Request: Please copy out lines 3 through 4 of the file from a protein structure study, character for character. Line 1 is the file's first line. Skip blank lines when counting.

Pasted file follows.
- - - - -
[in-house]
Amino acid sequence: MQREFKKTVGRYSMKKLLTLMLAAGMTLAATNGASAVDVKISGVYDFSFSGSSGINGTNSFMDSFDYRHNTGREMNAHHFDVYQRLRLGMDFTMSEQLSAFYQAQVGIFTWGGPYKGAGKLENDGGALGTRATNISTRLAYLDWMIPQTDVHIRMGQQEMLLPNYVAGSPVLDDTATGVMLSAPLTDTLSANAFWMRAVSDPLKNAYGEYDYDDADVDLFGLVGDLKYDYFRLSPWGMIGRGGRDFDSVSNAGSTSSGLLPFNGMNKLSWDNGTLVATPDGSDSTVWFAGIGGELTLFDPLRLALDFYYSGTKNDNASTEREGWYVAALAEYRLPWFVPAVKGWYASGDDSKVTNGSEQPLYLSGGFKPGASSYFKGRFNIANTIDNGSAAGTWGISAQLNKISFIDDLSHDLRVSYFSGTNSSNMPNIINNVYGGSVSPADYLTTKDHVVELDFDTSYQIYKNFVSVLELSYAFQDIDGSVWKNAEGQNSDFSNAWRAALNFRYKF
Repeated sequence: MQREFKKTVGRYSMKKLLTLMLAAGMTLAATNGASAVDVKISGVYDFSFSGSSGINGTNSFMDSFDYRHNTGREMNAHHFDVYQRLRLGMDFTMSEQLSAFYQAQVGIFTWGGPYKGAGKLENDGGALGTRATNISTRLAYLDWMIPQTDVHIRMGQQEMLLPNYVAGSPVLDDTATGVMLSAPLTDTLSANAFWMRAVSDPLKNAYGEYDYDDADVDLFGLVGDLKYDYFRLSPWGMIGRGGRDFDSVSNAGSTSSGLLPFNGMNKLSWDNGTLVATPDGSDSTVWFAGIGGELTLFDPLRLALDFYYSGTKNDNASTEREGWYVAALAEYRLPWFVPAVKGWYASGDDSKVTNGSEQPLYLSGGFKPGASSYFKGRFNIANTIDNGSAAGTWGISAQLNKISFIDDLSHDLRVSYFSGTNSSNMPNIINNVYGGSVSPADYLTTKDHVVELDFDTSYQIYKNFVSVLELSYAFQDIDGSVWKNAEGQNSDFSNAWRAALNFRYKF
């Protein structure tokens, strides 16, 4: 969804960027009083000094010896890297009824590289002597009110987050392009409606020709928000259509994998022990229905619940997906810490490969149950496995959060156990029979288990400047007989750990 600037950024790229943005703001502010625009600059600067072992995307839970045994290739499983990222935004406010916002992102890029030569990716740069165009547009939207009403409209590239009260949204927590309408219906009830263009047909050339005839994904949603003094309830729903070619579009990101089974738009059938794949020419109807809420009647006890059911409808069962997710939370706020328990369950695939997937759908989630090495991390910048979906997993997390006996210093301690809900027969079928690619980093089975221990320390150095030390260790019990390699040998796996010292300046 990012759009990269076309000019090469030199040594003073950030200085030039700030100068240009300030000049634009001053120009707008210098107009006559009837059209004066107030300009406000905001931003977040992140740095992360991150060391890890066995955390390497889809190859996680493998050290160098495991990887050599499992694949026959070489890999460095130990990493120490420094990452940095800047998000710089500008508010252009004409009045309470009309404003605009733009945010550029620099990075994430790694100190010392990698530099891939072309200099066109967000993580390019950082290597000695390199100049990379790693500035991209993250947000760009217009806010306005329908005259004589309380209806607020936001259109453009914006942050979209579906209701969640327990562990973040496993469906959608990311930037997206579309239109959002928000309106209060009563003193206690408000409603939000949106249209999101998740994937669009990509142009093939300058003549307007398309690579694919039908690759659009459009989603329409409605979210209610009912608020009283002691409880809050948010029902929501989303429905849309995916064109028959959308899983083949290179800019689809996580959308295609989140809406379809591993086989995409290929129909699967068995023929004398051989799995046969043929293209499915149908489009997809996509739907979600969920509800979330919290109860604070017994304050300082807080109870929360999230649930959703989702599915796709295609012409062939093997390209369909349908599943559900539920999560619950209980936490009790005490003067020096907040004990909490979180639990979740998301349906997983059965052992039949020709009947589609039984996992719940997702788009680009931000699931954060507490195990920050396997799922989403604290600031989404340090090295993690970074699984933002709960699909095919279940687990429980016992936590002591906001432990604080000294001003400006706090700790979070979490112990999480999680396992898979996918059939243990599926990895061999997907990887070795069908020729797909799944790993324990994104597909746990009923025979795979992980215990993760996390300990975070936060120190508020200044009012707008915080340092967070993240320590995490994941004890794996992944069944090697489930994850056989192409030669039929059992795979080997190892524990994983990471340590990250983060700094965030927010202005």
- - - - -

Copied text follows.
Repeated sequence: MQREFKKTVGRYSMKKLLTLMLAAGMTLAATNGASAVDVKISGVYDFSFSGSSGINGTNSFMDSFDYRHNTGREMNAHHFDVYQRLRLGMDFTMSEQLSAFYQAQVGIFTWGGPYKGAGKLENDGGALGTRATNISTRLAYLDWMIPQTDVHIRMGQQEMLLPNYVAGSPVLDDTATGVMLSAPLTDTLSANAFWMRAVSDPLKNAYGEYDYDDADVDLFGLVGDLKYDYFRLSPWGMIGRGGRDFDSVSNAGSTSSGLLPFNGMNKLSWDNGTLVATPDGSDSTVWFAGIGGELTLFDPLRLALDFYYSGTKNDNASTEREGWYVAALAEYRLPWFVPAVKGWYASGDDSKVTNGSEQPLYLSGGFKPGASSYFKGRFNIANTIDNGSAAGTWGISAQLNKISFIDDLSHDLRVSYFSGTNSSNMPNIINNVYGGSVSPADYLTTKDHVVELDFDTSYQIYKNFVSVLELSYAFQDIDGSVWKNAEGQNSDFSNAWRAALNFRYKF
């Protein structure tokens, strides 16, 4: 969804960027009083000094010896890297009824590289002597009110987050392009409606020709928000259509994998022990229905619940997906810490490969149950496995959060156990029979288990400047007989750990 600037950024790229943005703001502010625009600059600067072992995307839970045994290739499983990222935004406010916002992102890029030569990716740069165009547009939207009403409209590239009260949204927590309408219906009830263009047909050339005839994904949603003094309830729903070619579009990101089974738009059938794949020419109807809420009647006890059911409808069962997710939370706020328990369950695939997937759908989630090495991390910048979906997993997390006996210093301690809900027969079928690619980093089975221990320390150095030390260790019990390699040998796996010292300046 990012759009990269076309000019090469030199040594003073950030200085030039700030100068240009300030000049634009001053120009707008210098107009006559009837059209004066107030300009406000905001931003977040992140740095992360991150060391890890066995955390390497889809190859996680493998050290160098495991990887050599499992694949026959070489890999460095130990990493120490420094990452940095800047998000710089500008508010252009004409009045309470009309404003605009733009945010550029620099990075994430790694100190010392990698530099891939072309200099066109967000993580390019950082290597000695390199100049990379790693500035991209993250947000760009217009806010306005329908005259004589309380209806607020936001259109453009914006942050979209579906209701969640327990562990973040496993469906959608990311930037997206579309239109959002928000309106209060009563003193206690408000409603939000949106249209999101998740994937669009990509142009093939300058003549307007398309690579694919039908690759659009459009989603329409409605979210209610009912608020009283002691409880809050948010029902929501989303429905849309995916064109028959959308899983083949290179800019689809996580959308295609989140809406379809591993086989995409290929129909699967068995023929004398051989799995046969043929293209499915149908489009997809996509739907979600969920509800979330919290109860604070017994304050300082807080109870929360999230649930959703989702599915796709295609012409062939093997390209369909349908599943559900539920999560619950209980936490009790005490003067020096907040004990909490979180639990979740998301349906997983059965052992039949020709009947589609039984996992719940997702788009680009931000699931954060507490195990920050396997799922989403604290600031989404340090090295993690970074699984933002709960699909095919279940687990429980016992936590002591906001432990604080000294001003400006706090700790979070979490112990999480999680396992898979996918059939243990599926990895061999997907990887070795069908020729797909799944790993324990994104597909746990009923025979795979992980215990993760996390300990975070936060120190508020200044009012707008915080340092967070993240320590995490994941004890794996992944069944090697489930994850056989192409030669039929059992795979080997190892524990994983990471340590990250983060700094965030927010202005």